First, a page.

by Steven Richmond
April 19, 2017
A great deal of electronic ink has been spilled in recent years over the threat Airbnb poses to traditional hotel operators. Pundits often draw on the effects of ridesharing services on taxi companies to support claims that home sharing services will be the death of hotels. So US hotel operators are near collapse in the face of this inevitable march of progress, right?
Not so much. While 2016 wasn’t the best year for US hotels, several key industry metrics actually moved favorably. While many operators saw room occupancy rates decline slightly for US rooms, this was generally outweighed by growth in average daily rates (ADR), boosting revenue per available room (RevPAR – a composite of occupancy rates and ADR). The leading market participant, Marriott International, actually reported across-the-board improvements in occupancy rates, ADR, and RevPAR for its North America operations.
So why isn’t Airbnb killing US hotels? The company loves to tout its large number of worldwide listings (at the time of writing, more than 3 million). Marriott, by comparison, claims about 1.2 million hotel rooms globally. This comparison requires some additional context, however. A much higher percentage of Airbnb’s inventory is international than is the case for many leading hotel chains. Almost 64% of Marriott’s rooms are located in the US. For Airbnb, that share is less than 20%. Coupled with the fact that Airbnb sees much lower occupancy rates than traditional hotels, it quickly becomes clear that Airbnb has a ways to go before it catches up to its leading competitors in the US market.
There is also something to the argument that Airbnb and hotels are less than perfect substitutes. Many Airbnb listings – most prominently, those classified as shared rooms – aren’t really comparable to a hotel stay and aren’t likely to appeal to your average hotel-staying traveler. Rather, they appeal to an entirely different market: the ultra-budget-conscious traveler, who without the option of a low-cost homestay probably wouldn’t be traveling.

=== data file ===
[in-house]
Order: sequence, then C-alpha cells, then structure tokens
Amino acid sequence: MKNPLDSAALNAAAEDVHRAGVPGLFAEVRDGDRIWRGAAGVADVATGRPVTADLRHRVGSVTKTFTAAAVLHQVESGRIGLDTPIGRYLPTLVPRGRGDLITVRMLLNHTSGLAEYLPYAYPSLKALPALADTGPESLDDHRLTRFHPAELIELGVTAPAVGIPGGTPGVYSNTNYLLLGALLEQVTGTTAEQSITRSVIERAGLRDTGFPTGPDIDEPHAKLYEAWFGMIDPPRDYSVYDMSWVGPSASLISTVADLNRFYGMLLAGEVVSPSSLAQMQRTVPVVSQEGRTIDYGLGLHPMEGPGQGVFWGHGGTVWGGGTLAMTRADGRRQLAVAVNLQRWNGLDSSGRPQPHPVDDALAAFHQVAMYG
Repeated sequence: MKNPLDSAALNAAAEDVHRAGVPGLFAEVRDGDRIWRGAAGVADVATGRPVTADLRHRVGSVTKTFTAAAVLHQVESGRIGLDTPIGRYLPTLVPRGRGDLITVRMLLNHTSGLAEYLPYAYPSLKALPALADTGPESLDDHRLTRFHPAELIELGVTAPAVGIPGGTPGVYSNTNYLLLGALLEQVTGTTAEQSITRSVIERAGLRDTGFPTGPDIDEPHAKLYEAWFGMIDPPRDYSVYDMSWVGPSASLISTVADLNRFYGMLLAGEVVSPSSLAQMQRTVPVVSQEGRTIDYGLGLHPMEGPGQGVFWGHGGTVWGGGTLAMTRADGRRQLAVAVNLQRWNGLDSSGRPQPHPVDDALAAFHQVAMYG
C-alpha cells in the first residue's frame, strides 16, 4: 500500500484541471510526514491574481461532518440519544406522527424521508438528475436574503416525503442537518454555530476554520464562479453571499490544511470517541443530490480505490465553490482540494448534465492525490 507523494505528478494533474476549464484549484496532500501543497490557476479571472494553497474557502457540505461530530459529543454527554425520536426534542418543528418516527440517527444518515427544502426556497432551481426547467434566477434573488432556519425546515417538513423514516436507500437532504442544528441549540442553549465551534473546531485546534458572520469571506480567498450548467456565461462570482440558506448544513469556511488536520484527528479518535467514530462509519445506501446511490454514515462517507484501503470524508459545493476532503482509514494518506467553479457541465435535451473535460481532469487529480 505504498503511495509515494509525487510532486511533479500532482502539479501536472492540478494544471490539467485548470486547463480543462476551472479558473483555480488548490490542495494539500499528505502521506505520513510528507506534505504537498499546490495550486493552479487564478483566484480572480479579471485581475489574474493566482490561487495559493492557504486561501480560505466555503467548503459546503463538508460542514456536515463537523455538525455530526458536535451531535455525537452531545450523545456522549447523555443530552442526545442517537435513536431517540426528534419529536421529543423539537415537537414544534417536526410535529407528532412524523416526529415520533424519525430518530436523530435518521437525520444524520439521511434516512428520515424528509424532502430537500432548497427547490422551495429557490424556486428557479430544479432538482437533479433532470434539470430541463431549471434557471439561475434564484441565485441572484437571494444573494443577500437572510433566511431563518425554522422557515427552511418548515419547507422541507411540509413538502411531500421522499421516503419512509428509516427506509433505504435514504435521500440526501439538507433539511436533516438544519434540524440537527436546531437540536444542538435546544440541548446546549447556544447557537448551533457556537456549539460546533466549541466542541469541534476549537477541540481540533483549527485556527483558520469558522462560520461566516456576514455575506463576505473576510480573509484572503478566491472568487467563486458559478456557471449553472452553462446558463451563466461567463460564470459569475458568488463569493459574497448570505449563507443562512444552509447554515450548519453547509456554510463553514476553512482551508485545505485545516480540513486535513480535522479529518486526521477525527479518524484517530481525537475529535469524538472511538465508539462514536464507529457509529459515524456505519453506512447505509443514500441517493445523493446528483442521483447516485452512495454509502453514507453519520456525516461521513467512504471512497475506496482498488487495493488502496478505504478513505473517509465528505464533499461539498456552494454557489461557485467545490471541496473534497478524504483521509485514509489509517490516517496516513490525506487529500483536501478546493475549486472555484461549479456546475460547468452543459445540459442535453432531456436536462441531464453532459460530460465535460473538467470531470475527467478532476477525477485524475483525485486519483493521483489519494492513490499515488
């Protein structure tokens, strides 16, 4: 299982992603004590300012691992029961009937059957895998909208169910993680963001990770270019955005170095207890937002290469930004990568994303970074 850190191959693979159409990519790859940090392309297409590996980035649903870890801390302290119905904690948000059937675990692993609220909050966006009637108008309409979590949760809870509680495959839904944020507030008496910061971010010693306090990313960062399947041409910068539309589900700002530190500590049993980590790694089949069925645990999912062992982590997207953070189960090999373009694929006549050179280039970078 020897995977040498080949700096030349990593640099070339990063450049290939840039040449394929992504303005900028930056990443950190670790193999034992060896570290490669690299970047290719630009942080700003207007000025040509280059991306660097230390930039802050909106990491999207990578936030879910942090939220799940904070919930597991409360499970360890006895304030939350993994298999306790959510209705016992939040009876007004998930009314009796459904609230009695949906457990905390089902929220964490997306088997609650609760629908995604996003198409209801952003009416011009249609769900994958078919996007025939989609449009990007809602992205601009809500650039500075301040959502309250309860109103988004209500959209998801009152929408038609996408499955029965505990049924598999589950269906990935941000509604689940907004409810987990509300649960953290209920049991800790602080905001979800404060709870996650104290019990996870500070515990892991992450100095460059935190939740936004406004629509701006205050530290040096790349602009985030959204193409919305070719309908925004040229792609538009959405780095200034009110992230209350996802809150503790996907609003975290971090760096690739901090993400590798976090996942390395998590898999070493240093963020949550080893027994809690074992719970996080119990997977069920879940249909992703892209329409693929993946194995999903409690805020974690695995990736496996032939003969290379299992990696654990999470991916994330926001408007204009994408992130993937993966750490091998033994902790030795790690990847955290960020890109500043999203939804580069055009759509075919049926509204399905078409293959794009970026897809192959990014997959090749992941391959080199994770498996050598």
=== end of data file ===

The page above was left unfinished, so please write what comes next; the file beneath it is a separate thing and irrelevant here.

Even when the accommodations are reasonably comparable to hotel, there is evidence that Airbnb and traditional hotels serve different markets. For example, Airbnb has yet to make significant inroads with business travelers. Hotels, which usually offer amenities such as conference rooms and locations near business districts, better meet the needs of these travelers.
For additional information and analysis of US industry trends, see Lodging Services: United States, a report published by the Freedonia Focus Reports division of The Freedonia Group. The report also includes numbers and analysis covering US lodging service revenue by category of establishment for 2006-2016 with projections to 2021. Establishment segments include:
While you’re there, check out some of our related reports, which include Amusement Parks: United States, Gambling: United States, and Travel Services: United States.
About the Author
Steven Richmond is a Market Research Analyst for Freedonia Focus Reports. He holds a dual degree in economics and international affairs, with experience as an analyst covering multiple industries.
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